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The Student News Site of Colorado State University

The Rocky Mountain Collegian

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The Rocky Mountain Collegian

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Get your golden ticket to a world of pure imagination

“Charlie and the Chocolate Factory” is a timeless classic about family, magic, justice and candy.

The iconic tale has been adapted to film twice, most recently in 2005 with Johnny Depp as the eccentric chocolatier Willy Wonka.

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The 1971 musical, “Willy Wonka & the Chocolate Factory,” is the inspiration for the stage adaptation, “Roald Dahl’s Willy Wonka,” featured this upcoming weekend  at the Lincoln Center Performance Hall by the Fort Collins Children’s Theatre.

Included in the musical numbers are instantly recognizable show tunes, such as “The Candy Man,” “I’ve Got a Golden Ticket,” “Pure Imagination,” and, of course, the Oompa Loompas’ ditties.

“It’ll be a blast from the past for parents who grew up with the 1970s Gene Wilder version,” Director Eleanor VanDeusen said.

According to VanDeusen, a live orchestra, creative special effects, fantastical set designs and unique costuming will be featured. It will make for an entertaining, family-friendly event for audiences.

The modernization of the story will appeal to the whole family — children and adults alike.

According to VanDeusen, they have made some changes, including upgrading character Mike Teevee’s addiction to television into an addiction to his smartphone.

VanDeusen said the ages of the youngsters in the mixed cast of grown ups and kids ranges from 11 to 17 years old. The experienced actors were selected after a series of competitive auditions.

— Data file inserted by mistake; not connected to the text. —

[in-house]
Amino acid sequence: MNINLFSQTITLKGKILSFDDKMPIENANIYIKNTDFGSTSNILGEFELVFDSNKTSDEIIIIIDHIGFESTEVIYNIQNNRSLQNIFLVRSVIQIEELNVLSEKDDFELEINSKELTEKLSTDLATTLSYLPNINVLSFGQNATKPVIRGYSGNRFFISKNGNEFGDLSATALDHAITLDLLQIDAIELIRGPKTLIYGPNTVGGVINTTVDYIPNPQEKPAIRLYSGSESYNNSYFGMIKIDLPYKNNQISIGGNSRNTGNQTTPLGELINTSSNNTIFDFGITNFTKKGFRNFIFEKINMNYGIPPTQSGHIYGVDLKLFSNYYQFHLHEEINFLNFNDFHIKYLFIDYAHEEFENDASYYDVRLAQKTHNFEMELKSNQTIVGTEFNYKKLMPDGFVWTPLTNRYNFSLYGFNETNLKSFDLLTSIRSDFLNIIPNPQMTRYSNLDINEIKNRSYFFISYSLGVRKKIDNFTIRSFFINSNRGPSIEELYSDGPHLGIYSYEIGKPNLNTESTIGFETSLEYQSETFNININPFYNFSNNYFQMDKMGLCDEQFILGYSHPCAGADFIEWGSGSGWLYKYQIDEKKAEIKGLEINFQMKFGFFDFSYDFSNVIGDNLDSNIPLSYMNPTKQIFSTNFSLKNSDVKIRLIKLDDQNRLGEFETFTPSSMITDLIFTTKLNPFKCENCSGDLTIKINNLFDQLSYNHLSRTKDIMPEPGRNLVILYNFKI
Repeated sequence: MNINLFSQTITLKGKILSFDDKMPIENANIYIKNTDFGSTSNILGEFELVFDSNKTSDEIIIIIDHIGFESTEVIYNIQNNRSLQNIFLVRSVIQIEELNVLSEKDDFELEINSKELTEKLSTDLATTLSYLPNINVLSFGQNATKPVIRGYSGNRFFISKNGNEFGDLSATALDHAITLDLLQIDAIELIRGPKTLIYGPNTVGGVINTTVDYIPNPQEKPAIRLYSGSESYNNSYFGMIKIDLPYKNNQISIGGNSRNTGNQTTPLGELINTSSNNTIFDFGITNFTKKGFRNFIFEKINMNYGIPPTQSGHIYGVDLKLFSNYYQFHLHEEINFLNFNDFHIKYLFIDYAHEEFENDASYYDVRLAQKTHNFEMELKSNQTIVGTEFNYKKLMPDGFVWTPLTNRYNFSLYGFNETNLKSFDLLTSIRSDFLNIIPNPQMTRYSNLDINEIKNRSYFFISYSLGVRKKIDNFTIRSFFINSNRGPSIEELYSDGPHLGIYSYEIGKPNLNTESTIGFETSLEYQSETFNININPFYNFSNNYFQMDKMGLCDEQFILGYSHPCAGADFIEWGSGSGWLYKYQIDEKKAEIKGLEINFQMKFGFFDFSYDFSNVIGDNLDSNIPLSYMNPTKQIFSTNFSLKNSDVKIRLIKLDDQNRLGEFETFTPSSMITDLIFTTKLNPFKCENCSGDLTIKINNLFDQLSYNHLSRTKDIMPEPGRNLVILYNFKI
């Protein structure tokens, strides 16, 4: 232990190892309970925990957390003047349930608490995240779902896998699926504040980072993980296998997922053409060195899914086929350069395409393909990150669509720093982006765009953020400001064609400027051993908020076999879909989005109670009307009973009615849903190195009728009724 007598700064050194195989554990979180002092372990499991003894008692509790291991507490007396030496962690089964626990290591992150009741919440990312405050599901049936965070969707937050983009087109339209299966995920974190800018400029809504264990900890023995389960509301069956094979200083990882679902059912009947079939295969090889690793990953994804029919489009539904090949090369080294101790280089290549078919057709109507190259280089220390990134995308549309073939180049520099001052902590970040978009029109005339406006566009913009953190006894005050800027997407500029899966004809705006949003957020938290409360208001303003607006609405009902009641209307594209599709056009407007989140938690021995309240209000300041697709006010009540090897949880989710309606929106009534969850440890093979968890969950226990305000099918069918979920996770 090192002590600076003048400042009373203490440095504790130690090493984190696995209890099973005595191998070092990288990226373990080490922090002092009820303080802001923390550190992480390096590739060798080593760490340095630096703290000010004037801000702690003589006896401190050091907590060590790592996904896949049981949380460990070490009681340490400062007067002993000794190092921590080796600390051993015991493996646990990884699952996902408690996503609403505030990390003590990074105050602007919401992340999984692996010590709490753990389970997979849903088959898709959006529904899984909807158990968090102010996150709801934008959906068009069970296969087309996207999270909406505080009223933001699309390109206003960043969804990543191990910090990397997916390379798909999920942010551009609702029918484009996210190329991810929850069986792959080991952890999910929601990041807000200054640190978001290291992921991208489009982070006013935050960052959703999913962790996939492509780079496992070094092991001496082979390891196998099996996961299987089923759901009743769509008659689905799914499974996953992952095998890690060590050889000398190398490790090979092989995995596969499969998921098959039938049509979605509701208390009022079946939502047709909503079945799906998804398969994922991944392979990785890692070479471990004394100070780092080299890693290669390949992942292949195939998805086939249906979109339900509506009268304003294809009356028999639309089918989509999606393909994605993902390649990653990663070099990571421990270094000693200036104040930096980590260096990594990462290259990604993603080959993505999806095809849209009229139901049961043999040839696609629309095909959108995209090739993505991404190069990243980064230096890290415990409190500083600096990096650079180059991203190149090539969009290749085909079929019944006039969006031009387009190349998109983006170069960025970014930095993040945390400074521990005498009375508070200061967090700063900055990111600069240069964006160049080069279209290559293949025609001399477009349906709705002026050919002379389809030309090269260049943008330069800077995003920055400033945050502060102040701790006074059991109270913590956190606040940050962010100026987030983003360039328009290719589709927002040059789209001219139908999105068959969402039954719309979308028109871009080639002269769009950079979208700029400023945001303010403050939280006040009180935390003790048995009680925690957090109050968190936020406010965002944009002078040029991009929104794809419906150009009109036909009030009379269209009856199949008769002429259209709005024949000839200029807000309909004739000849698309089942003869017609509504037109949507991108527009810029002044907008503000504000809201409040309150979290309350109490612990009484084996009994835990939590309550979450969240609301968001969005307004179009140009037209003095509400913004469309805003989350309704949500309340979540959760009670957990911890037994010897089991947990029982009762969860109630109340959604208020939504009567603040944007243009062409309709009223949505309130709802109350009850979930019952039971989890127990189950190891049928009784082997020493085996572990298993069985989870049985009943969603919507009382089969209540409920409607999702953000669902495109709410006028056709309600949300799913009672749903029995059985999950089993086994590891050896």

Directing this diverse group was a challenge for VanDeusen, who usually works with adults and children separately, not together. It was fun, especially for the youth, who play larger-than-life characters, both heroic and villainous, within Dahl’s trademark absurd situations.

“Roald Dahl encouraged children to read by writing fun, funny, engaging literature,” VanDeusen said.

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The child actors are non-paid community volunteers, according to Emily Cubbage, a senior  journalism major.

According to Cubbage, the company is over 50 years old.

Cubbage said much of the group’s revenue, and many in the cast come from the summer 2012 “Peanut Butter & Jam Revue,” a six-week program for 8-to-13-year-old thespians that specializes in musical production, with scholarships offered to lower income participants.

“They travel around to different schools, recruiting student actors,” Cubbage said.

This play in particular is a historic opportunity for performing arts enthusiasts to enjoy while theaters have the right to show it.

According to Sharon Walker, a Colorado representative of Music Theatre International, their licensing for “Roald Dahl’s Willy Wonka” is soon to be suspended indefinitely, making this show one of the last to be produced.

“The script is available until June 30,” Walker said. “Then, it will be put back in the vault.”

Come and see the fantasy come to life before it is too late, and make these young actors’ wishes come true.

Showtimes are 7 p.m. Friday, 2 p.m. and 7 p.m. Saturday and 2 p.m. Sunday. Tickets are $15 for adults, $12 for children twelve years old and younger and $12 for a group of 10 or more.

Admission is free for non-walking infants, and Friday evening’s performance will be signed for the hearing impaired. The Lincoln Center Ticket Office can be contacted at (970) 221-6735 or LCinfo@fcgov.com.

Collegian Entertainment Reporter Hunter Goddard can be reached at entertainment@collegian.com.

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